RNA was isolated from 2 mice per strain (IL-12/IL-23p40 -/- mice and C57BL/6J) at four timepoints: day 0 (unwounded), 2 hours, 1 day and 4 days after wounding, from the 4mm biopsies using TRIZOL (Invitrogen, Mulgrave, VIC, Australia) according to the manufacturer's instructions. To prevent amplification from genomic DNA templates, total RNA was DNAse- treated using DNA-free™(Ambion, Applied Biosystems, Austin, TX, USA) according to the manufacturer's instructions. RNA concentration was determined by spectrophotometry using the NanoDrop® ND-1000 (Thermo Scientific, Washington, USA), and the ratio of absorbance at 260 nm and 280 nm was used to assess the purity of the sample. To check RNA integrity, total RNA was electrophoresed in 1.2% agarose gel. 28S and 18S rRNA served as markers for RNA integrity.
cDNA was prepared using the "Superscript III" kit (Invitrogen, Mulgrave, VIC, Australia) using random hexamers (Promega, Alexandria, NSW, Australia) from 3 μg of total RNA according to the manufacturer's instructions. mRNA for 84 genes involved in inflammation and immunity including IL-1B, IL-6, MCP-1, MCP-2, Cxcl2 (MIP-2) and Cxcl5 (Ena-78) was quantified in triplicate using the SuperArray RT2Profiler™ PCR Array (PAMM-073E) (SABioscience, Frederick, MD, USA). Fold changes in expression of the genes of interest (GOI) between samples were calculated using the software provided by the array manufacturer. The average of housekeeping genes (HKG) including glucoronidase β-1 (Gusb), hypoxanthine guanine phosporibosyl tranferase 1 (Hprt1), heat shock protein 90 kDa α class B member 1 (Hprt1), glyceraldehyde-3-phosphate dehydrogenase (Gapdh) and Actin-β 1 (Actb) was used. The change in Ct value was calculated as: . The change for each gene across two groups was calculated as: ΔΔCt = Ct(group 1) - Ct(group2) where group 1 was the control and group 2 the experimental group.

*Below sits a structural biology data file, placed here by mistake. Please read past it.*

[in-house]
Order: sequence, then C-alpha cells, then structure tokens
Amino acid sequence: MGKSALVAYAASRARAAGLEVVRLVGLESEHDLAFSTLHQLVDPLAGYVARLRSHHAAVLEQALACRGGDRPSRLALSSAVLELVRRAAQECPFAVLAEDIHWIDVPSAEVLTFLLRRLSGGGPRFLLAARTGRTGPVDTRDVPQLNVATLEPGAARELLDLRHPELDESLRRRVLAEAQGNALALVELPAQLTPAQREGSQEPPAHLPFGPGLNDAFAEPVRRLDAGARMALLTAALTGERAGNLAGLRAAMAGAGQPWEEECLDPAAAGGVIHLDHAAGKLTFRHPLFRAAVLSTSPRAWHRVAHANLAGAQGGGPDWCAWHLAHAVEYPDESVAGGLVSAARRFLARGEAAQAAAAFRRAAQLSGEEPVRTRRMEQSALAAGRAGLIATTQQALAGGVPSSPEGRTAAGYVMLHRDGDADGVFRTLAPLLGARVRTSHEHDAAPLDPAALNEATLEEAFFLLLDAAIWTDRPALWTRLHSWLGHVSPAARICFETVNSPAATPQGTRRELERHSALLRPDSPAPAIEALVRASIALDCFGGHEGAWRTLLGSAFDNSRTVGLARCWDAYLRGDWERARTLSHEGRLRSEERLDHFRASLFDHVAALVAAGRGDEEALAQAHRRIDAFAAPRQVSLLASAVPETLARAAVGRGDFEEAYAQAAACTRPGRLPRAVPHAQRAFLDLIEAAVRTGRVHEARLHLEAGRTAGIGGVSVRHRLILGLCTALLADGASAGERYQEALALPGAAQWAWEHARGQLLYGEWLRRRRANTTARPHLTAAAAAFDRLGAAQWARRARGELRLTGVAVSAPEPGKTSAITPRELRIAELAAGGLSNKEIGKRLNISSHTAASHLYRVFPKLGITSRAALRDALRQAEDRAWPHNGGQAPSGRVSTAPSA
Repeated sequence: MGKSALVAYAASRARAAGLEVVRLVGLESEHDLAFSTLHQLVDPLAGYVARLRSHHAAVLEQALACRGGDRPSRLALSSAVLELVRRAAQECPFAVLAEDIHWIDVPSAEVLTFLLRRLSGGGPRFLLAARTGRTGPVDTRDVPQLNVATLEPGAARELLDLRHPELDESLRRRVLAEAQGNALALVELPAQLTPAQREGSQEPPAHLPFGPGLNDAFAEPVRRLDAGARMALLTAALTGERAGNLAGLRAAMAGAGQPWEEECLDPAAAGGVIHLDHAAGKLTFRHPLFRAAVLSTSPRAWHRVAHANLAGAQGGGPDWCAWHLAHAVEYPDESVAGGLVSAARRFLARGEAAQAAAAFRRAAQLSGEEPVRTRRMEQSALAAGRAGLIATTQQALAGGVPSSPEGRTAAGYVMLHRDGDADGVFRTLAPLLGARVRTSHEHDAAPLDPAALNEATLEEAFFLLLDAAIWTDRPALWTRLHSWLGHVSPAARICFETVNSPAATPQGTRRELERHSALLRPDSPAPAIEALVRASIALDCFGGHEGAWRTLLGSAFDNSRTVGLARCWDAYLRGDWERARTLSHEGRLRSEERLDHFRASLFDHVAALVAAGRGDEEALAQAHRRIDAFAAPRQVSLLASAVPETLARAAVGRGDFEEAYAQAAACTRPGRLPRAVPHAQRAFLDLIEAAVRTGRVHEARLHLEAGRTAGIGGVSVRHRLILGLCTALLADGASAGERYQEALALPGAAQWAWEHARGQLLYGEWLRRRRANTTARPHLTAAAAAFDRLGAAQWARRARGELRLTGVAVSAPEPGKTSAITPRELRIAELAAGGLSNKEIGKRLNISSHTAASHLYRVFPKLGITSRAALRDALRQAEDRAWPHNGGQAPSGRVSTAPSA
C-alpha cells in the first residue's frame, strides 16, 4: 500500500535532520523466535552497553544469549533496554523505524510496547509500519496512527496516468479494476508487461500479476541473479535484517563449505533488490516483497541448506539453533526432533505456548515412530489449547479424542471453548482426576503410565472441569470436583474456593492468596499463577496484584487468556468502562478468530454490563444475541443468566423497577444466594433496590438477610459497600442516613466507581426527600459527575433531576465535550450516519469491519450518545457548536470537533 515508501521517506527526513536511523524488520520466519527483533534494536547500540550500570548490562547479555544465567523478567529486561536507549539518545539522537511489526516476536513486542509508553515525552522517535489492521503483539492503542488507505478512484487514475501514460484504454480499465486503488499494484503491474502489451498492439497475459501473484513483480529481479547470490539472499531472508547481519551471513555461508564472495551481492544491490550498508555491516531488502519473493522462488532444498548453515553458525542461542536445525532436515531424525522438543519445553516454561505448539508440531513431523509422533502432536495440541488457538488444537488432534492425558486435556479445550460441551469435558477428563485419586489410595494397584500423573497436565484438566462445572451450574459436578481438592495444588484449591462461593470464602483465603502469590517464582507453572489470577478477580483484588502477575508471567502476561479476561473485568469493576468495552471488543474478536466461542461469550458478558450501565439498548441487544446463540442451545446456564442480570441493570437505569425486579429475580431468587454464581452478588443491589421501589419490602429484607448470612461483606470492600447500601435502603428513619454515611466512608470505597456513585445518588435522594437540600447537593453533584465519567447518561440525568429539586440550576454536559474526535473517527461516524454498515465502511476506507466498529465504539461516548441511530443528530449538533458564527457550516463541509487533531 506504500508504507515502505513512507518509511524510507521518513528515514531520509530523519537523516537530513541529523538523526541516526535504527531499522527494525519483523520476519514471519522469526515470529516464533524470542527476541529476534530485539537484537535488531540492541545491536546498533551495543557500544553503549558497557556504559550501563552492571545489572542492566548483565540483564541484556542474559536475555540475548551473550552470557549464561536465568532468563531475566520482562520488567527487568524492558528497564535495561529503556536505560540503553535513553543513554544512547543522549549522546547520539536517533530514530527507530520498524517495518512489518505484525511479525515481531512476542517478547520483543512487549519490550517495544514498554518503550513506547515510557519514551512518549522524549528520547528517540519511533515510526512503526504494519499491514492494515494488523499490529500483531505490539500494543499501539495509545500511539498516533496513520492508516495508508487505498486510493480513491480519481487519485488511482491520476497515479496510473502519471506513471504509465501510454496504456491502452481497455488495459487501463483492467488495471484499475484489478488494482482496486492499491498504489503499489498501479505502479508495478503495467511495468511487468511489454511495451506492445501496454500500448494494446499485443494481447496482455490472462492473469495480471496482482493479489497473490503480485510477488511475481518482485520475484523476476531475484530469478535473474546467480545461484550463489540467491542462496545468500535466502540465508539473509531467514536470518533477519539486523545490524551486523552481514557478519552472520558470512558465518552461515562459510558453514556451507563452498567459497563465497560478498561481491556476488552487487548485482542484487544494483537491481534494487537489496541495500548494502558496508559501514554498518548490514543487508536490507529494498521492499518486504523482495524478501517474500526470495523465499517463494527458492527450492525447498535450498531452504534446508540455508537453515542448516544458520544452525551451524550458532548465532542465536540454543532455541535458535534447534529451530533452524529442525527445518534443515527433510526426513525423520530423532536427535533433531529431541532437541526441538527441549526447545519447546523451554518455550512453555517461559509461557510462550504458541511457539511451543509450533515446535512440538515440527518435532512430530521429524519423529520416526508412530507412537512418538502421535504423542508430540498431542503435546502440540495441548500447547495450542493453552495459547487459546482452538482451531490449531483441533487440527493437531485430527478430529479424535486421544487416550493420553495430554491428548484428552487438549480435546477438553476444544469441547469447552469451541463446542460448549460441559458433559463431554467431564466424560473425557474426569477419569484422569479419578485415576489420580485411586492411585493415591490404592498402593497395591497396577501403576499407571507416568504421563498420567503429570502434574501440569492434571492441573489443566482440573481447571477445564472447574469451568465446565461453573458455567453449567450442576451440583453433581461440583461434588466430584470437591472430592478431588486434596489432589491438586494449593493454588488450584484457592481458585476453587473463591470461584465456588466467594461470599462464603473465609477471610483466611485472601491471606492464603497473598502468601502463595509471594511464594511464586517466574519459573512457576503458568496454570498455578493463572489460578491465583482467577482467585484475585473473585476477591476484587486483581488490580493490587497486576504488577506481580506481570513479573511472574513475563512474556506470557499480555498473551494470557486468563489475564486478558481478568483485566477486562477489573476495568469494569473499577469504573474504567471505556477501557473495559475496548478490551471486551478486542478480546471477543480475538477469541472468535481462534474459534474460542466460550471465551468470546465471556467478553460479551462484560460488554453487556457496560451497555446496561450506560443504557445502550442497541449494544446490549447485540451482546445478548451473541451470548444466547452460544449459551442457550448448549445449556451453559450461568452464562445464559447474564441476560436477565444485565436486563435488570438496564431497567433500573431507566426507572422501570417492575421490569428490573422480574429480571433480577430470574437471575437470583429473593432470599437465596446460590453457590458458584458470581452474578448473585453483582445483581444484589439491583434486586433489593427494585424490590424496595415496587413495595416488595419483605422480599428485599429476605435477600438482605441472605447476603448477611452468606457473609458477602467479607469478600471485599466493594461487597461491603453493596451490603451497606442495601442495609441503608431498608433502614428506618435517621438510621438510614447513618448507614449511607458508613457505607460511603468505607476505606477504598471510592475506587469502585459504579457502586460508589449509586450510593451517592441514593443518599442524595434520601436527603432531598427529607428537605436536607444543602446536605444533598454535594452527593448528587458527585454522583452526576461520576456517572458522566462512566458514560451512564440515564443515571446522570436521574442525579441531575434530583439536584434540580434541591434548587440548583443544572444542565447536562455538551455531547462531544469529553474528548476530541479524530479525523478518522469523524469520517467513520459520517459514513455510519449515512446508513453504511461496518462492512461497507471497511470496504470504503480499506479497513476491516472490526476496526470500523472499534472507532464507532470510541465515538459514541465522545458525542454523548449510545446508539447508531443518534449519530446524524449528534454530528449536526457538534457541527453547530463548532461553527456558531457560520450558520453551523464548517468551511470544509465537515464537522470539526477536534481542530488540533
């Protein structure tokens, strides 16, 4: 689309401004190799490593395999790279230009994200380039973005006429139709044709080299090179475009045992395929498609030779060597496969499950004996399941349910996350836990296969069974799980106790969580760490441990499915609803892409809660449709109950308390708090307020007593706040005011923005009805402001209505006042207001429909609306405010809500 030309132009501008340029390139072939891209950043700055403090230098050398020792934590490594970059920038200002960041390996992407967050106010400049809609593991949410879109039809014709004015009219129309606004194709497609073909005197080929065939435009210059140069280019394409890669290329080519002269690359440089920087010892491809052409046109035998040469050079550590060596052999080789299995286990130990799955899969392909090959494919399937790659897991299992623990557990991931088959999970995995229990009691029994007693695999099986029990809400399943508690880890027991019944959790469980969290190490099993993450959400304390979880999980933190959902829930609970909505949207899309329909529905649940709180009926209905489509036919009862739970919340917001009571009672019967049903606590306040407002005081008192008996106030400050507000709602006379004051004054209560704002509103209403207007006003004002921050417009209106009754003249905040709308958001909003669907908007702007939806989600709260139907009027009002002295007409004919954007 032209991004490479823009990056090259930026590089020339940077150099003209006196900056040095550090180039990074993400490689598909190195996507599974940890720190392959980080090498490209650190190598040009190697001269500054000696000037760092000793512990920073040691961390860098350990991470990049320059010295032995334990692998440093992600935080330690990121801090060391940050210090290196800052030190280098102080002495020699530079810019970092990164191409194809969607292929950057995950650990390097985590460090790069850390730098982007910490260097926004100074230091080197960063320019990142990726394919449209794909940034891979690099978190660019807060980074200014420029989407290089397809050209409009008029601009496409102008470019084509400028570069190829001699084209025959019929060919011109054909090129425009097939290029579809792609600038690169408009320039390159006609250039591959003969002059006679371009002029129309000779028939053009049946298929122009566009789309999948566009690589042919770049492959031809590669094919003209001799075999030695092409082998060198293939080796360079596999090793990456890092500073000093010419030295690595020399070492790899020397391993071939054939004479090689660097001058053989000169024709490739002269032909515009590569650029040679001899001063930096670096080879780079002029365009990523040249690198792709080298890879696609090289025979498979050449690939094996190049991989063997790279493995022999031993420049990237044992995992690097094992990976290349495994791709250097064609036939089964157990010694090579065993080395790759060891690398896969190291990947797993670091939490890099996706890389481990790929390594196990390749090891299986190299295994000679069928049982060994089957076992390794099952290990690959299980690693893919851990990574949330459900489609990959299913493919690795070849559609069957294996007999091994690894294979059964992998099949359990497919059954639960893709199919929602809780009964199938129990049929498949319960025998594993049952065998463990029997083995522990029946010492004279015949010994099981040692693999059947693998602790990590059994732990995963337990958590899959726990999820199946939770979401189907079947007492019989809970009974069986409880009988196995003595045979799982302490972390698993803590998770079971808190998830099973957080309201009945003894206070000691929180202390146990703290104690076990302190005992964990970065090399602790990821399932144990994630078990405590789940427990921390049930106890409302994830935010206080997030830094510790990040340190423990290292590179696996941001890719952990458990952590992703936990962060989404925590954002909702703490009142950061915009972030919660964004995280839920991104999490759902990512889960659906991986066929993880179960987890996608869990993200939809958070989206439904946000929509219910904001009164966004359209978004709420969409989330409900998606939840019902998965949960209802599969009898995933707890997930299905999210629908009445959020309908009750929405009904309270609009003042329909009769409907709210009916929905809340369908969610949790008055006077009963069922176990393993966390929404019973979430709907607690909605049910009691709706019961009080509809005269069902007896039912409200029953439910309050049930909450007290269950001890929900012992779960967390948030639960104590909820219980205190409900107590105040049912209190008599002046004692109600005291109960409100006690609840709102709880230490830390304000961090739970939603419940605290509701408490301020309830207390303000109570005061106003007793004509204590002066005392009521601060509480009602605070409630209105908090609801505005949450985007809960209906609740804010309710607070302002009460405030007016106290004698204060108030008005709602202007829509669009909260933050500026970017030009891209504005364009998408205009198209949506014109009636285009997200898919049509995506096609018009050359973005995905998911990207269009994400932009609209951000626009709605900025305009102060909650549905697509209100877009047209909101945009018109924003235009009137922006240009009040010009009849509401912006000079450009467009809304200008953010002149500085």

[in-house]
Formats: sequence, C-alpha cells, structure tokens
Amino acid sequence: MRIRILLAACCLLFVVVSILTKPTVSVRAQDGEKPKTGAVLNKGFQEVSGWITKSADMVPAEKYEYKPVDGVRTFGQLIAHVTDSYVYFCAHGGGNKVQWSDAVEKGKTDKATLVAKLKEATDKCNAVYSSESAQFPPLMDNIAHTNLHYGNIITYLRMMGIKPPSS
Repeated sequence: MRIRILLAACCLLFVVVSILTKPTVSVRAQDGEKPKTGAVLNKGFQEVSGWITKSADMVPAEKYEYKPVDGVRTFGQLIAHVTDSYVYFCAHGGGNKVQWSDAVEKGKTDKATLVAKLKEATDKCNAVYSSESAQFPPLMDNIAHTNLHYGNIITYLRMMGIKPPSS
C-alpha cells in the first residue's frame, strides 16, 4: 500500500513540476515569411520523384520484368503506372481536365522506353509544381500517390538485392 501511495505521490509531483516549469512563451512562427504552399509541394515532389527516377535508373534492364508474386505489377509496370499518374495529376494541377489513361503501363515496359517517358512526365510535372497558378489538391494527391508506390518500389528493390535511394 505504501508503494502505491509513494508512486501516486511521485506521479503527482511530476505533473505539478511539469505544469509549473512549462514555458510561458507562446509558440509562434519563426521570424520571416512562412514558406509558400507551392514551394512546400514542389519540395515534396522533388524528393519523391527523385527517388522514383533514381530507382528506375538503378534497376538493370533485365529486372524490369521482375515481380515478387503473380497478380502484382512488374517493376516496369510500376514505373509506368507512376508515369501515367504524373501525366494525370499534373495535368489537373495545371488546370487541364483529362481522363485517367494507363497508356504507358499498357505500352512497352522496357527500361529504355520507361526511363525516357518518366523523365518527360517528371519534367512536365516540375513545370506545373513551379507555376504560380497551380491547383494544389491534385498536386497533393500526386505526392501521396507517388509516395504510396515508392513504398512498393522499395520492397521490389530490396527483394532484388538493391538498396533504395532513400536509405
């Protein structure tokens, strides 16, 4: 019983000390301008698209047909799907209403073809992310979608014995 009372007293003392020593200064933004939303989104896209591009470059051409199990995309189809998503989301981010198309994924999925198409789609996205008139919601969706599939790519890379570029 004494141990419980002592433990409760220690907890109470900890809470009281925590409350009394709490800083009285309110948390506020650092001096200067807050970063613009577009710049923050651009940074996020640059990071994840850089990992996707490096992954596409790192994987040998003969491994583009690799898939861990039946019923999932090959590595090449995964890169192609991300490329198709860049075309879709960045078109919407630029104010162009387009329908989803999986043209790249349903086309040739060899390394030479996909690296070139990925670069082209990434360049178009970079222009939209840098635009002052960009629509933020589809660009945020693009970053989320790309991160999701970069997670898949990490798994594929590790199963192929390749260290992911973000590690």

Following this, the fold-change for each gene from group 1 to group 2 was calculated as 2(-ΔΔCt) with p-value of 0.05.
VEGF-α mRNA and the loading control 18S ribosomal RNA (rRNA) were quantified on a 7900 Sequence Detection System in triplicate using SDS 2.2.3 software (Applied Biosystems, Mulgrave, VIC, Australia). Reactions contained SYBR green PCR master mix (Applied Biosystems, Mulgrave, VIC, Australia), VEGF-α primer (F-cacgacagaaggagagcaga, R-aagatgtccaccagggtctc, 100 nM) and 18S (F-catttggagggcaagtctgg, R-tcccaagatccaactacgagc, 100 nM) and the template diluted appropriately in distilled water. Cycling conditions were 10 min @ 95°C, followed by 45 cycles of 15 sec @ 95°C and 1 min @ 59°C. Complementary DNA synthesis reactions conducted with no reverse transcriptase were included to control for genomic DNA contamination. Post-PCR melt analysis was conducted to ensure that the quantified PCR products were pure and free of non-specific amplicons. The comparative ΔΔCt method (Applied Biosystems, Mulgrave, VIC, Australia) was used to determine cytokine mRNA expression relative to 18S rRNA, relative to unwounded wildtype. Fold changes were calculated as mentioned above.